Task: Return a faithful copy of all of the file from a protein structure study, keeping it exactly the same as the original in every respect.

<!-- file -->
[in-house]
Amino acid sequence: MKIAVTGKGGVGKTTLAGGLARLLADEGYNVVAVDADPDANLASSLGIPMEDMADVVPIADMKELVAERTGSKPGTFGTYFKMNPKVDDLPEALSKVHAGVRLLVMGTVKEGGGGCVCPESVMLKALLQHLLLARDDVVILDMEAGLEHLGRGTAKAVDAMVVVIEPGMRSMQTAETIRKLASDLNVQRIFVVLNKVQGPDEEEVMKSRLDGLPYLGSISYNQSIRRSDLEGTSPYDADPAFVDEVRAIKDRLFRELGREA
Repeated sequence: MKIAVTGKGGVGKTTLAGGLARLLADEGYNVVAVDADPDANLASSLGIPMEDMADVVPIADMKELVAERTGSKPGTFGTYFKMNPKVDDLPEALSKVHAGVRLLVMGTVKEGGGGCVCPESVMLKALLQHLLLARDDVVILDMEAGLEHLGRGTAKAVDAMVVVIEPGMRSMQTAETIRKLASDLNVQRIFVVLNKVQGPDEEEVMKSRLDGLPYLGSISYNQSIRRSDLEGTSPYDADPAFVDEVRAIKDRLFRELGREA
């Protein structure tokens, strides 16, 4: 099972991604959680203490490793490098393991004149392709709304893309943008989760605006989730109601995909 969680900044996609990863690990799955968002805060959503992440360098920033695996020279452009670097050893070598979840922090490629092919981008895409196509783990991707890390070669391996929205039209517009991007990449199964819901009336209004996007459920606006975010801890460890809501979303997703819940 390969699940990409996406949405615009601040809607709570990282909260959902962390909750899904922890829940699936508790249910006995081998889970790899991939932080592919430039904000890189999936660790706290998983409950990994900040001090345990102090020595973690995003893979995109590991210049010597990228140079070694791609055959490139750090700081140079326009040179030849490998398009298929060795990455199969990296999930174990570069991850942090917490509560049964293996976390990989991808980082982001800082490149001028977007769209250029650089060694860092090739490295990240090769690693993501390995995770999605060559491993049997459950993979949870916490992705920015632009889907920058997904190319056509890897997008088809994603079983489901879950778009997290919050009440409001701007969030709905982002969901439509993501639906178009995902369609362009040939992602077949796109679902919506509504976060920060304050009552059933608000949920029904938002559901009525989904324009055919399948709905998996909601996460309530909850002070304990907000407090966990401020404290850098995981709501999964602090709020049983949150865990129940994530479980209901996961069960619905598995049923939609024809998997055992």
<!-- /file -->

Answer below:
[in-house]
Amino acid sequence: MKIAVTGKGGVGKTTLAGGLARLLADEGYNVVAVDADPDANLASSLGIPMEDMADVVPIADMKELVAERTGSKPGTFGTYFKMNPKVDDLPEALSKVHAGVRLLVMGTVKEGGGGCVCPESVMLKALLQHLLLARDDVVILDMEAGLEHLGRGTAKAVDAMVVVIEPGMRSMQTAETIRKLASDLNVQRIFVVLNKVQGPDEEEVMKSRLDGLPYLGSISYNQSIRRSDLEGTSPYDADPAFVDEVRAIKDRLFRELGREA
Repeated sequence: MKIAVTGKGGVGKTTLAGGLARLLADEGYNVVAVDADPDANLASSLGIPMEDMADVVPIADMKELVAERTGSKPGTFGTYFKMNPKVDDLPEALSKVHAGVRLLVMGTVKEGGGGCVCPESVMLKALLQHLLLARDDVVILDMEAGLEHLGRGTAKAVDAMVVVIEPGMRSMQTAETIRKLASDLNVQRIFVVLNKVQGPDEEEVMKSRLDGLPYLGSISYNQSIRRSDLEGTSPYDADPAFVDEVRAIKDRLFRELGREA
């Protein structure tokens, strides 16, 4: 099972991604959680203490490793490098393991004149392709709304893309943008989760605006989730109601995909 969680900044996609990863690990799955968002805060959503992440360098920033695996020279452009670097050893070598979840922090490629092919981008895409196509783990991707890390070669391996929205039209517009991007990449199964819901009336209004996007459920606006975010801890460890809501979303997703819940 390969699940990409996406949405615009601040809607709570990282909260959902962390909750899904922890829940699936508790249910006995081998889970790899991939932080592919430039904000890189999936660790706290998983409950990994900040001090345990102090020595973690995003893979995109590991210049010597990228140079070694791609055959490139750090700081140079326009040179030849490998398009298929060795990455199969990296999930174990570069991850942090917490509560049964293996976390990989991808980082982001800082490149001028977007769209250029650089060694860092090739490295990240090769690693993501390995995770999605060559491993049997459950993979949870916490992705920015632009889907920058997904190319056509890897997008088809994603079983489901879950778009997290919050009440409001701007969030709905982002969901439509993501639906178009995902369609362009040939992602077949796109679902919506509504976060920060304050009552059933608000949920029904938002559901009525989904324009055919399948709905998996909601996460309530909850002070304990907000407090966990401020404290850098995981709501999964602090709020049983949150865990129940994530479980209901996961069960619905598995049923939609024809998997055992």